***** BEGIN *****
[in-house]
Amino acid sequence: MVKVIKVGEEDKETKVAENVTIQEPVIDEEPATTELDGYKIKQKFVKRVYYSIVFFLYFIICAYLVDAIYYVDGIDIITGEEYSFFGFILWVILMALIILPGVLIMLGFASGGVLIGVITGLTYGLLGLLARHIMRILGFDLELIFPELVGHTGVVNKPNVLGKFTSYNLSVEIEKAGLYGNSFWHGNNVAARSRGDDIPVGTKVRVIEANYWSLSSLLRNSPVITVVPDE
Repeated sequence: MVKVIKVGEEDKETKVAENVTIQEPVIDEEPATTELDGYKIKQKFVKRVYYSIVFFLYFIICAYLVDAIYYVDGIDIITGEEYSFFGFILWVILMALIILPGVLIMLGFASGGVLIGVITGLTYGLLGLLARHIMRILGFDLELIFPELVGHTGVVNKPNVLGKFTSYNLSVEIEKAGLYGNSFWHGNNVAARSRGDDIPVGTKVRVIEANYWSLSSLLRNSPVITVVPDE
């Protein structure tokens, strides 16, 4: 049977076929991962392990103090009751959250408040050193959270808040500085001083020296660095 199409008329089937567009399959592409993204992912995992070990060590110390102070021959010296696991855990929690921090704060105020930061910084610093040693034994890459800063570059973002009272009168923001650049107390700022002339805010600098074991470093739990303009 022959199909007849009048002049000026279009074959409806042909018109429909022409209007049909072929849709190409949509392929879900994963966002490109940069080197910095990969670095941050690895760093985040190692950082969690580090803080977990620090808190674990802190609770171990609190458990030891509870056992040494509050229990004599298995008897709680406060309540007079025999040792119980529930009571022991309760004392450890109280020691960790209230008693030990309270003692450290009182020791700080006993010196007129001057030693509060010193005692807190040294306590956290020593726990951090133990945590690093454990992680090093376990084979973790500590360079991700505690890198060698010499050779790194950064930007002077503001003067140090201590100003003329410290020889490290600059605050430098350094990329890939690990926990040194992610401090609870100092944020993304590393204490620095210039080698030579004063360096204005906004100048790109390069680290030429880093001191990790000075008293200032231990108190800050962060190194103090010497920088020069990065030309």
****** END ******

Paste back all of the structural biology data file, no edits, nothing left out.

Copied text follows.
[in-house]
Amino acid sequence: MVKVIKVGEEDKETKVAENVTIQEPVIDEEPATTELDGYKIKQKFVKRVYYSIVFFLYFIICAYLVDAIYYVDGIDIITGEEYSFFGFILWVILMALIILPGVLIMLGFASGGVLIGVITGLTYGLLGLLARHIMRILGFDLELIFPELVGHTGVVNKPNVLGKFTSYNLSVEIEKAGLYGNSFWHGNNVAARSRGDDIPVGTKVRVIEANYWSLSSLLRNSPVITVVPDE
Repeated sequence: MVKVIKVGEEDKETKVAENVTIQEPVIDEEPATTELDGYKIKQKFVKRVYYSIVFFLYFIICAYLVDAIYYVDGIDIITGEEYSFFGFILWVILMALIILPGVLIMLGFASGGVLIGVITGLTYGLLGLLARHIMRILGFDLELIFPELVGHTGVVNKPNVLGKFTSYNLSVEIEKAGLYGNSFWHGNNVAARSRGDDIPVGTKVRVIEANYWSLSSLLRNSPVITVVPDE
């Protein structure tokens, strides 16, 4: 049977076929991962392990103090009751959250408040050193959270808040500085001083020296660095 199409008329089937567009399959592409993204992912995992070990060590110390102070021959010296696991855990929690921090704060105020930061910084610093040693034994890459800063570059973002009272009168923001650049107390700022002339805010600098074991470093739990303009 022959199909007849009048002049000026279009074959409806042909018109429909022409209007049909072929849709190409949509392929879900994963966002490109940069080197910095990969670095941050690895760093985040190692950082969690580090803080977990620090808190674990802190609770171990609190458990030891509870056992040494509050229990004599298995008897709680406060309540007079025999040792119980529930009571022991309760004392450890109280020691960790209230008693030990309270003692450290009182020791700080006993010196007129001057030693509060010193005692807190040294306590956290020593726990951090133990945590690093454990992680090093376990084979973790500590360079991700505690890198060698010499050779790194950064930007002077503001003067140090201590100003003329410290020889490290600059605050430098350094990329890939690990926990040194992610401090609870100092944020993304590393204490620095210039080698030579004063360096204005906004100048790109390069680290030429880093001191990790000075008293200032231990108190800050962060190194103090010497920088020069990065030309």